So what can be done? What can happen much faster, at lower cost, with far better environmental outcomes?
End on a positive note
Before wrapping up on a positive note, it’s worth addressing the problem that stands in the way of better solutions. It’s a political dreamers thing where the only ‘solutions’ that the establishment sees have to be ‘big infrastructure projects’, with the standard ‘announceables’ of thousands of construction jobs, a multi-billion dollar budget and high-visibility vest photo opportunities.
There’s also a strategic political delay element to such grand schemes. You can talk about them forever, maybe throw a few million at a zero real commitment pre-feasibility study, and never actually do anything at all.
Meanwhile, all the time it’s getting hotter on Planet Earth.
So there is another way. Instead of one or a few big projects, we need thousands and hundreds of thousands of little ones, home by home, business by business, school by school and so on (I should mention that there’s a smart way to bundle energy efficiency, solar PV, possibly battery storage, and school air-conditioning projects together to help our children handle more extreme heat while not burning the budget).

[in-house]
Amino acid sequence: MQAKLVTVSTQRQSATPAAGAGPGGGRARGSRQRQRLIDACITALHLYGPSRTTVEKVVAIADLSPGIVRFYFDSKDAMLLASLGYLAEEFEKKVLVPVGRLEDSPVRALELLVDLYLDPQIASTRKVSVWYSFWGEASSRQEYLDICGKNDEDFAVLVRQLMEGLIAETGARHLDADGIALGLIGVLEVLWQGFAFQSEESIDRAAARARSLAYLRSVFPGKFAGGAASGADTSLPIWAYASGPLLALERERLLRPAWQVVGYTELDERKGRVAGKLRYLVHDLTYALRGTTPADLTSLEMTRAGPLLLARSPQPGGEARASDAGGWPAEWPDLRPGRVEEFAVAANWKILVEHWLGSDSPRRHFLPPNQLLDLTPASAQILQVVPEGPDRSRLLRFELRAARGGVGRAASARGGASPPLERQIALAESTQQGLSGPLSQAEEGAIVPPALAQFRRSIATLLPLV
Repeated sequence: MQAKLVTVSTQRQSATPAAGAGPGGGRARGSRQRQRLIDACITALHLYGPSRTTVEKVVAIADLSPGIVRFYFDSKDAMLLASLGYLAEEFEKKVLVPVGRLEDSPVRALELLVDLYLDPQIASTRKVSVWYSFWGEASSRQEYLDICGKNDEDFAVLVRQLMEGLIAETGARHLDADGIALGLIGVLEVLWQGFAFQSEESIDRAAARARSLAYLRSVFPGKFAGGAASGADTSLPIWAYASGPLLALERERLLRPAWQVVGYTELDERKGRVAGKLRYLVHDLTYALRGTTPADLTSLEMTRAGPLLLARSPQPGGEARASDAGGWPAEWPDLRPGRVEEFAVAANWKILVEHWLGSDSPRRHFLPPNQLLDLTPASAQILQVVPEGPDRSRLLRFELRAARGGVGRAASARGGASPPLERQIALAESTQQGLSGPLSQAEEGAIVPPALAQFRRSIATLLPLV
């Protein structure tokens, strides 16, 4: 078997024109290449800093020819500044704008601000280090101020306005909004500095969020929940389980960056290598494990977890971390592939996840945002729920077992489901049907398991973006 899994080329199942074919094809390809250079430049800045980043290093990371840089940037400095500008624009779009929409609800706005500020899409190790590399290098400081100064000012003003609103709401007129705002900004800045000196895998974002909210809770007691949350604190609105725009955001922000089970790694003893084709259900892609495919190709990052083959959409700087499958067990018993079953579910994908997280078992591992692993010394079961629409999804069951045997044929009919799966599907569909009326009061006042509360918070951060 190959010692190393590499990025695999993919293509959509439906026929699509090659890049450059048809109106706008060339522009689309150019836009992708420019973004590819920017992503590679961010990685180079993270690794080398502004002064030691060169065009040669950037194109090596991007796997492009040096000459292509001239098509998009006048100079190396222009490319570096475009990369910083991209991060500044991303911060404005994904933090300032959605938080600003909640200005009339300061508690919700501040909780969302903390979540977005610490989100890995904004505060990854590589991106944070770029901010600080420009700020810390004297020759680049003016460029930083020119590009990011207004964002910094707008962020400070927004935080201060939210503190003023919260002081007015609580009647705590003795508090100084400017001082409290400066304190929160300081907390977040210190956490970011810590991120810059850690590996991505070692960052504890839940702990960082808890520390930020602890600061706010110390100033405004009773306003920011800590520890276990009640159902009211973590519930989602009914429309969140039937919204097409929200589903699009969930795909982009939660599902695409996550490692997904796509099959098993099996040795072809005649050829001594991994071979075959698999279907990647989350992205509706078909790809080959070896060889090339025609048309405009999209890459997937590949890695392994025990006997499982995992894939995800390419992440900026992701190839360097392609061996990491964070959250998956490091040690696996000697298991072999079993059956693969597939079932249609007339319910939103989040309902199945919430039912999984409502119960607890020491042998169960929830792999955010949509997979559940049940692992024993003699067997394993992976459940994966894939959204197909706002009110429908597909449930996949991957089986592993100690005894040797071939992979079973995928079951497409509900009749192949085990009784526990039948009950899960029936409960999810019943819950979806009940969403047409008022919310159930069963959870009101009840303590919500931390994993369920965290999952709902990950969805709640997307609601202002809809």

A data-plus-distributed-energy approach can start immediately, and the benefits will flow quickly. The costs, which may well still add up to billions of dollars across many sites around Australia, can be spread across household, energy industry and public benefit. The program can be ramped up or pulled back year-on-year depending on budget availability and political will, which contrasts with the inflexibility of major single site-based infrastructure projects .
Energy technology innovation, already alive and well in Australia, will accelerate with jobs, investment and trade benefits for the nation.
The advantages don’t stop there. The New Energy grids that we’ll end up with, featuring smart control to match flexible supply with flexible demand, will be far more secure than the Old Energy model of centralised generation with long, extreme weather vulnerable transmission and distribution lines.
Murray Hogarth is Director – Communications & Community Networks for Sydney-based Wattwatchers. This article was originally published here.